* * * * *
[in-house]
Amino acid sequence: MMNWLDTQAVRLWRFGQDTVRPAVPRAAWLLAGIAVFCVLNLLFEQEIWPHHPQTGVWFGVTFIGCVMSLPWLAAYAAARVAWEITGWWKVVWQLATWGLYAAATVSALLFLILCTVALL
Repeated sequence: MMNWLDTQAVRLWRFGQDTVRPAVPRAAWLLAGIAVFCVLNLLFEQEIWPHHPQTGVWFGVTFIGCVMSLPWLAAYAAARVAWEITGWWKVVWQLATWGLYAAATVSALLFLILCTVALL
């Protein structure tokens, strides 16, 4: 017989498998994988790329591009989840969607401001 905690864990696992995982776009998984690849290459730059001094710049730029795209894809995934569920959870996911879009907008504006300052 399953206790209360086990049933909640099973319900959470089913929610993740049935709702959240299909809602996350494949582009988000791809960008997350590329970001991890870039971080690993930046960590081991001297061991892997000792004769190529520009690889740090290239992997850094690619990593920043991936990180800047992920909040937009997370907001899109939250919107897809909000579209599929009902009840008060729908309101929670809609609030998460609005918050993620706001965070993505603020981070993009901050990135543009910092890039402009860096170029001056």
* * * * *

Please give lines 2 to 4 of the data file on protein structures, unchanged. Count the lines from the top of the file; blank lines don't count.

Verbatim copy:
Amino acid sequence: MMNWLDTQAVRLWRFGQDTVRPAVPRAAWLLAGIAVFCVLNLLFEQEIWPHHPQTGVWFGVTFIGCVMSLPWLAAYAAARVAWEITGWWKVVWQLATWGLYAAATVSALLFLILCTVALL
Repeated sequence: MMNWLDTQAVRLWRFGQDTVRPAVPRAAWLLAGIAVFCVLNLLFEQEIWPHHPQTGVWFGVTFIGCVMSLPWLAAYAAARVAWEITGWWKVVWQLATWGLYAAATVSALLFLILCTVALL
């Protein structure tokens, strides 16, 4: 017989498998994988790329591009989840969607401001 905690864990696992995982776009998984690849290459730059001094710049730029795209894809995934569920959870996911879009907008504006300052 399953206790209360086990049933909640099973319900959470089913929610993740049935709702959240299909809602996350494949582009988000791809960008997350590329970001991890870039971080690993930046960590081991001297061991892997000792004769190529520009690889740090290239992997850094690619990593920043991936990180800047992920909040937009997370907001899109939250919107897809909000579209599929009902009840008060729908309101929670809609609030998460609005918050993620706001965070993505603020981070993009901050990135543009910092890039402009860096170029001056």